64 Parishes

Caddo Indian Treaty

The Caddo Indian Treaty of 1835 between the Caddo people of northwestern Louisiana and the US government resulted in a protected American boundary with Mexico, the relocation of the Caddo from Louisiana to Indian Territory (now Oklahoma), and the establishment of present-day Shreveport.

Caddo Indian Treaty

Courtesy of Wikimedia Commons

Flag of the Caddo Nation. Caddo Nation; rendering by Wikimedia Commons user Walden

The city of Shreveport and much of the northwestern corner of Louisiana sit on land acquired by the United States under the terms of the Caddo Indian Treaty of 1835. Caddo villages are known to have been located throughout the area, and it is from these indigenous peoples that the name of Caddo Parish, of which Shreveport is the seat of government, is taken.

In March 1835 Colonel Jehiel Brooks received instructions from the US government to negotiate a treaty with the Caddo people of northwestern Louisiana for their land. The acquisition was intended to permanently establish and protect the boundary between the United States and Mexico, the latter of which then extended to the current Louisiana-Texas state line.

Official reports estimated that Caddo lands contained somewhere between six hundred thousand and one million acres of property. Some historians have claimed that the Caddo desired to move elsewhere due to a declining game population, but this is questionable. Considering the importance of tribal sovereignty and the possible threat of losing their land by force without a treaty, the Caddo likely saw cessation as their only viable response to the United States’ request.


Larkin Edwards, an interpreter for the Caddo and the Anglo-American husband of a Caddo princess, visited various villages and assembled 489 of the Caddo at the agency house, in the vicinity of what became Shreveport, to select a council to listen to and negotiate the terms of a proposed treaty. On June 26, 1835, head chief Tarshar, underchief Tsauninot, and twenty-three councilors listened, via the interpreter Edwards, to Col. Brooks state the US government’s intentions.

Brooks told the Caddo that President Andrew Jackson desired to buy Caddo land and relocate its people to new, unopened territory. (Five years earlier President Jackson had signed the Indian Removal Act into law, forcibly relocating tribes west of the Mississippi River and causing the deaths of tens of thousands of Native Americans.) Although the Caddo initially opposed leaving their homeland, Tarshar made an eloquent speech persuading his people that moving to lands with more game and fewer white settlers might be the best option available. Ultimately, the Caddo agreed.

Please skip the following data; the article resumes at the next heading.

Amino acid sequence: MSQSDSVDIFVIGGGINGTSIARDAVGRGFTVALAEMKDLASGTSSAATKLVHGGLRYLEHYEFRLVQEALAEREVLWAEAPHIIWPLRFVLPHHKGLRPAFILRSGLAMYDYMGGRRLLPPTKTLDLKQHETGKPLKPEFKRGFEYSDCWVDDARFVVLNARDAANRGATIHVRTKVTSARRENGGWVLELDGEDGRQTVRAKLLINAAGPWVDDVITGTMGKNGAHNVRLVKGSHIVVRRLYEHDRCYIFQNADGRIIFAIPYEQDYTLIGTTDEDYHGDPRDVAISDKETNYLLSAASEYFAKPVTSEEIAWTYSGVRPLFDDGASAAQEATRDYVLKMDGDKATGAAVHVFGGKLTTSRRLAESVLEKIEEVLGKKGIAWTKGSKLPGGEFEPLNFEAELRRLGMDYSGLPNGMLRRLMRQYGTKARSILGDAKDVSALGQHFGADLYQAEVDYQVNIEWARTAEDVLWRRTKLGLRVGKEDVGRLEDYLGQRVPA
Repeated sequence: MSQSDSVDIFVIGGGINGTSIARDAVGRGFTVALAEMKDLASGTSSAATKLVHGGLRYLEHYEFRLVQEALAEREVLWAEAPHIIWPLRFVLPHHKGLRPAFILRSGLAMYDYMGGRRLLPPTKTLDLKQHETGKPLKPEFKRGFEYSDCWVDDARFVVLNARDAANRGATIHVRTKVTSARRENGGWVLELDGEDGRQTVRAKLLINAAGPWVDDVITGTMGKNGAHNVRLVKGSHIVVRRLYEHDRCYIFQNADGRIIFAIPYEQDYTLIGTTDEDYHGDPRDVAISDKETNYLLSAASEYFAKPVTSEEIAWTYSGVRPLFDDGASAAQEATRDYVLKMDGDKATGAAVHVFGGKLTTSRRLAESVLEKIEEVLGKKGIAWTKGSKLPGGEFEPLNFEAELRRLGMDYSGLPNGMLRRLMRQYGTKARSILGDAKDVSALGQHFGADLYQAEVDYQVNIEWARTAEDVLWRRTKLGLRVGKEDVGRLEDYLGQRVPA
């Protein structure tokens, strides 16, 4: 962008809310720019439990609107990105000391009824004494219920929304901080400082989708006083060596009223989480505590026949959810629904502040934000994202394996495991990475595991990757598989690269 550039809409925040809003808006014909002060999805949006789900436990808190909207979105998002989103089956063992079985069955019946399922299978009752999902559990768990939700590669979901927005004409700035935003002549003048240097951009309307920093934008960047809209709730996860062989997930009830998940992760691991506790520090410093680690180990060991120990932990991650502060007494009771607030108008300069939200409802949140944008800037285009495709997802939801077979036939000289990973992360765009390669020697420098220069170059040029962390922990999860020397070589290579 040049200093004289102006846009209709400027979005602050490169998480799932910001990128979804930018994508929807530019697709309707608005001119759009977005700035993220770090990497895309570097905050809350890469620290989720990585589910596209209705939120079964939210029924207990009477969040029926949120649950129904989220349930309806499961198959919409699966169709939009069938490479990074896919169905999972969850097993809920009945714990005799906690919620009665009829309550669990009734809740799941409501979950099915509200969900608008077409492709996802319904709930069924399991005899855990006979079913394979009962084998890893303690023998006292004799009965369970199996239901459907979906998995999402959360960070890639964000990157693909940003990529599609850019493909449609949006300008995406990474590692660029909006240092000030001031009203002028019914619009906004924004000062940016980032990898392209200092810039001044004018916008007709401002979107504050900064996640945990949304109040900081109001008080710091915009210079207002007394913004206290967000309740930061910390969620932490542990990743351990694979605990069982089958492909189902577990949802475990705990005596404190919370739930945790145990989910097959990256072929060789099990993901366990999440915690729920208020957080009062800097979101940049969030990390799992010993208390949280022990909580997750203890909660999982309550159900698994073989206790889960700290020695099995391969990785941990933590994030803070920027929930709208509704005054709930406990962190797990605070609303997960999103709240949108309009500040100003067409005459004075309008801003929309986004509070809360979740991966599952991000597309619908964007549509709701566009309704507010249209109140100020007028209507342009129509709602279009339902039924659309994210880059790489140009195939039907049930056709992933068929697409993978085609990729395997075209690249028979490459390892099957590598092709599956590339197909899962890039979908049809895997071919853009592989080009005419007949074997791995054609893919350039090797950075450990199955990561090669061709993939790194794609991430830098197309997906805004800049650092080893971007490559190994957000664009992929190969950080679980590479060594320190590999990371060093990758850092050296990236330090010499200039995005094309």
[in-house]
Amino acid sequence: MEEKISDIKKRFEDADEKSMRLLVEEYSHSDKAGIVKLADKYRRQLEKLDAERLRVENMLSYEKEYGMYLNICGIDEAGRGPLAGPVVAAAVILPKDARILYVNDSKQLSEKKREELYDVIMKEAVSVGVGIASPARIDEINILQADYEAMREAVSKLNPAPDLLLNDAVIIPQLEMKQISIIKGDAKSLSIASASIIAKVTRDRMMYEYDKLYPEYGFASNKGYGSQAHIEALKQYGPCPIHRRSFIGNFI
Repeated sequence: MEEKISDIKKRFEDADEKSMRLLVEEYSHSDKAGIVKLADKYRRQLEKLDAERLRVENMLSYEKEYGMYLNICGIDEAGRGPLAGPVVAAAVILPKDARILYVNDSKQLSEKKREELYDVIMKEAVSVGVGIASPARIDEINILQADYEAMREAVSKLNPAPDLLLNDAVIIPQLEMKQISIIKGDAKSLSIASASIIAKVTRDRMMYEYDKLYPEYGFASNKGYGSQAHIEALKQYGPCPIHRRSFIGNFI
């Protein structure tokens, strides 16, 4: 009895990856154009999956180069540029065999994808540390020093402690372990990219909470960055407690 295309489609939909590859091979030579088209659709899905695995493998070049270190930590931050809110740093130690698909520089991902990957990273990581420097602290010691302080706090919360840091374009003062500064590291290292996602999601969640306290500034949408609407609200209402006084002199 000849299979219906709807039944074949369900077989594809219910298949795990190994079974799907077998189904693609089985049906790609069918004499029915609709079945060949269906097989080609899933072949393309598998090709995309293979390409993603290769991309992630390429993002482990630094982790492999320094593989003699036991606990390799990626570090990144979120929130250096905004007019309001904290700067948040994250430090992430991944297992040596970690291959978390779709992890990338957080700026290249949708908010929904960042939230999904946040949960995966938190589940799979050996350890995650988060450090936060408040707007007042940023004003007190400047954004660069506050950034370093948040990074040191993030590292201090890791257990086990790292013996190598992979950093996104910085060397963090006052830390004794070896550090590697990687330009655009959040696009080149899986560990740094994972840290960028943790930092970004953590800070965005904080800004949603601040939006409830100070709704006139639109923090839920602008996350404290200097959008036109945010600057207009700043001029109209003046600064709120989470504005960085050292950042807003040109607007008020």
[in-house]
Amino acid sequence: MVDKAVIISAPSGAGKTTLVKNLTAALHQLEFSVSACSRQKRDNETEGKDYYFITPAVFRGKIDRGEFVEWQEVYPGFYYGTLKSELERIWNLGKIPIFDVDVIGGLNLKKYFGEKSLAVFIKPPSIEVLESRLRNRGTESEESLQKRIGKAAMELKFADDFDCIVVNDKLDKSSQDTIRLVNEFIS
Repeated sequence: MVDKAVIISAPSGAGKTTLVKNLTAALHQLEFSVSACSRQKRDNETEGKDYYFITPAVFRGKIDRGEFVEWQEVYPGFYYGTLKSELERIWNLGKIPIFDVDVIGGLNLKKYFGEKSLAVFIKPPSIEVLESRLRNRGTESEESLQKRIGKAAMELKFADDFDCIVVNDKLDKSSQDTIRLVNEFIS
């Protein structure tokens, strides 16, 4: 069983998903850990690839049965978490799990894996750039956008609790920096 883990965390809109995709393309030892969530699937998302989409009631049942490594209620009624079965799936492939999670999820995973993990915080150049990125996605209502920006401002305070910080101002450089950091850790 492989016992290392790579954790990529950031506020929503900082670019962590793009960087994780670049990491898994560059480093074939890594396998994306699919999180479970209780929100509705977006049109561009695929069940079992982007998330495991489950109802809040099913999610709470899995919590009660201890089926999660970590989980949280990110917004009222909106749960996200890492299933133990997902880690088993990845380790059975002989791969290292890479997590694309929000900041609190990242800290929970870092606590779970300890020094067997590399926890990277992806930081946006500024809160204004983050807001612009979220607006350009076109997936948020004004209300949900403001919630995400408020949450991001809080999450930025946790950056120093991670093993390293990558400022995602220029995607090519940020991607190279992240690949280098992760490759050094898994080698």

Notably, Brooks negotiated the terms of the treaty to include two 640-acre reserves of land—one for Edwards and another for a deceased French settler, François Grappe. Although Brooks stated formally that the Caddo requested the reserve for Grappe, historical evidence indicates that the reserve was Brooks’s doing and that the Caddo had no role in it. Moreover, the Caddo had no knowledge of who Grappe was. As it turned out, Brooks later purchased the reserve from the Grappe family for himself at a fraction of its value. This real-estate scheme appears to have been his plan all along.

Treaty Terms

In any case, the treaty came to pass. Under its terms, the Caddo would release all tribal lands to the United States. This territory included land from the line of the Arkansas Territory, south along the Red River to Pascagoula Bayou, west along the Bayou to Wallace Lake, across the lake to Cypress Bayou, and up to the US-Mexico border, then northward along that border to Arkansas again. This area encompassed roughly the whole of modern Caddo Parish and a portion of DeSoto Parish as well. Article Two of the treaty stated that the Caddo “do voluntarily relinquish their possession to the territory of land aforesaid and promise to remove, at their own expense, out of the boundaries of the United States and the territories belonging and appertaining thereto within the period of one year from and after the signing of this treaty and never more return to live, settle, or establish themselves as a nation, tribe, or community of people within the same.”

As compensation the Caddo received $80,000 in goods and horses, plus $50,000 in specie paid with $10,000 down and $10,000 per year over the next four years. John W. Edwards, Larkin’s half-Caddo son, translated the treaty into the Caddo language. After each member of the council made his mark upon the instrument of treaty, the council pipe was passed about and congratulations were exchanged.


Within the year, the Caddo migrated from northwest Louisiana to the Indian territory to the northwest. That land, now called Oklahoma, is home to most of the remaining Caddo Nation, only a handful of whom still speak the Caddo language.

Brooks was greatly enriched via his real-estate machinations, and the land transfer made way, shortly afterward, for theestablishment of Shreve Town, later to be called Shreveport. The treaty was ratified by the US Senate on January 26, 1836, and signed by President Jackson on February 2, 1836.